“Ghost Town” (Gui difang), by Kevin Chen, translated from Chinese (Taiwan) by Emmanuelle Péchenart, Seuil, 432 p., €23, digital €17.
About the main character of this novel, Chen Tienhong, we will know everything, or almost, from the first pages: born in Yongjing (Taiwan) and , he emigrated to Berlin, where he met a man he loved pionately – then killed. The text opens slowly, almost solemnly, with his return to his native country. After serving his sentence, Chen returns to face his family and his ghosts, without the reader knowing the reason. But we don’t know either why Tienhong killed T., her lover on the shores of the Baltic. Nor who are these ghosts of which the title of the book speaks – ghosttown (“ghost town”) – until, one thing leading to another, the author gives them the floor: we will hear the voice of the father, who has been dead for several years, we will listen to the past of the five sisters (and a little big brother too) of Chen Tienhong, who patiently rises to the surface. The story unfolds in time and space, from one voice, from one story to another, in the footsteps of something undecided, imprecise, which we know nevertheless will lead, more or less, to this mysterious murder, in Germany, many years later.
Upheavals of a place
The virtuosity of the construction of this novel, the first translated into French by Kevin Chen, born in 1976 in Taiwan, holds the attention. Far from misleading the reader, it helps to anchor him in a plot that says very precisely not what ghosts are, but what it means to be inhabited by them. The Chen children and parents are visited, determined by a history of violence and secrecy. Mixed with the upheavals of a place, the native village which evolves and transforms according to the XXe century, and the constant, brutal rejection of ity, even of ity in general when it is not socially controlled. Each member of the family hides something essential, intimate, linked to the deep desire that inhabits them. Something that keeps coming back to haunt him, and his whole family with him. Carried by a mysterious wind, the return of Chen Tienhong, a writer and criminal Orpheus, at the time of the traditional Ghost Festival in Yongjing, tears this veil.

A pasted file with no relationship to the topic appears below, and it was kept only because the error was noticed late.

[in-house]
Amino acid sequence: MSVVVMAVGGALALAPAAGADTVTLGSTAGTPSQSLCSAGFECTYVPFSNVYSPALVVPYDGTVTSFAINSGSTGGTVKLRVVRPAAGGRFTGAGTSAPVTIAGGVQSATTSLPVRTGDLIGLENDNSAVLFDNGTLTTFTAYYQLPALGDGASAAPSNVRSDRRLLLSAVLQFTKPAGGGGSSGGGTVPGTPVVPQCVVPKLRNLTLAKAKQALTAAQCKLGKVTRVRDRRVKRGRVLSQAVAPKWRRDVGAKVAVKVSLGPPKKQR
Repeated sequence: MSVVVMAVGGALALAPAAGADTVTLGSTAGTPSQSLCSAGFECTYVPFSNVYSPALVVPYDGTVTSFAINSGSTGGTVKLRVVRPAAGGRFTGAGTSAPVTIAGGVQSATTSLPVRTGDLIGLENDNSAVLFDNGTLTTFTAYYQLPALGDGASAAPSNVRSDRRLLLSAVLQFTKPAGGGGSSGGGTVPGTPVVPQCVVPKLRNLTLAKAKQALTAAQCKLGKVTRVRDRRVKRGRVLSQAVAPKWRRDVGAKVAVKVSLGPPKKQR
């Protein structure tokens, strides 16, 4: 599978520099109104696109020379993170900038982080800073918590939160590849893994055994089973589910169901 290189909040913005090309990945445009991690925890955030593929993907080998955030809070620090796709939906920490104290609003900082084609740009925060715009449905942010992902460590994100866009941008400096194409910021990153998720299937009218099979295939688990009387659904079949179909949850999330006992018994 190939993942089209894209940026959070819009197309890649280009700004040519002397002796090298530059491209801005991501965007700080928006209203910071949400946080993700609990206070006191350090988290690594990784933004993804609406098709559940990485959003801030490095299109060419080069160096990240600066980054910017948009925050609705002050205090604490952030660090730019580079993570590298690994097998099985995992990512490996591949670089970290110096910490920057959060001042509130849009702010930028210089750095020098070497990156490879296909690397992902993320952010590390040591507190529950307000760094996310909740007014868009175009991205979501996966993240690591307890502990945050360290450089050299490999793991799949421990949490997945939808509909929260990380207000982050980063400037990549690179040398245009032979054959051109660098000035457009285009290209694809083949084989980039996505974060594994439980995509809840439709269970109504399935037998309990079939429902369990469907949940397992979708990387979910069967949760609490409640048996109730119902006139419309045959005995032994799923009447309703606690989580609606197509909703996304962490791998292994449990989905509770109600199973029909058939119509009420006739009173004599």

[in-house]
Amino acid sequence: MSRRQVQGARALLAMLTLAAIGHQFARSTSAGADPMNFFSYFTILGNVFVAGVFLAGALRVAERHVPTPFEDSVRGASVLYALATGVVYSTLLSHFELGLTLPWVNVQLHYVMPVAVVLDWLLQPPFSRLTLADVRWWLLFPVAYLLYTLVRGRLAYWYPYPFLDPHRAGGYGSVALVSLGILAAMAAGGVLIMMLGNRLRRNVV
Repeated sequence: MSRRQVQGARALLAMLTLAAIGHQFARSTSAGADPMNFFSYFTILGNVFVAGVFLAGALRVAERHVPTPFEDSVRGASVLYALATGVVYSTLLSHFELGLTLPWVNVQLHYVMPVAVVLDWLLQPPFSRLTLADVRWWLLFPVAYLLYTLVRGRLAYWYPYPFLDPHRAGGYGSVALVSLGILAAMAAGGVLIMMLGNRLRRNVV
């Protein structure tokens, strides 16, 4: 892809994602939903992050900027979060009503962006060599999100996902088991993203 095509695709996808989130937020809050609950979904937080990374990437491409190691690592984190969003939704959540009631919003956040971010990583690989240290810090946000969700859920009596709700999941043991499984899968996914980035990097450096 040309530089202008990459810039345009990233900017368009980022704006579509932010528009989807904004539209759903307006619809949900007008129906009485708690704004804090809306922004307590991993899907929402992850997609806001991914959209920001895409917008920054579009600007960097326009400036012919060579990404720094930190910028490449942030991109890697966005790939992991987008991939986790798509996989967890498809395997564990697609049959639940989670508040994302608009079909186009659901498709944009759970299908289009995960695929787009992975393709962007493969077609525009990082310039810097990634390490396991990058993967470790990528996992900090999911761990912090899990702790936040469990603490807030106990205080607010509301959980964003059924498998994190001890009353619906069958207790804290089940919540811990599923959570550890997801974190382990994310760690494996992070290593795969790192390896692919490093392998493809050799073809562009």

Because, despite the choral nature of the text, Chen Tienhong is the main character of ghosttown. Throughout the pages, the different points of view focus on him, his difference, his absence, his return. The phobia of which he is the victim, the rejection and the bullying he endures take up more and more space in the story of the different members of the Chen family. Even before prison, before becoming a writer, he is the one through whom comes the scandal, the one who gradually embodies and reveals in spite of himself the secrets of his sisters and his brother, of his parents as well – until he becomes himself. a secret, the one we don’t talk about anymore, because of the prison. More broadly, he delivers his version of Taiwan at the twilight of the XXe century, and will experience an exemplary trajectory as a young gay writer fleeing his provincial and conservative origins. Finally, he shares several biographical traits with the author of the text, Kevin Chen (Berlin, writing, etc.).
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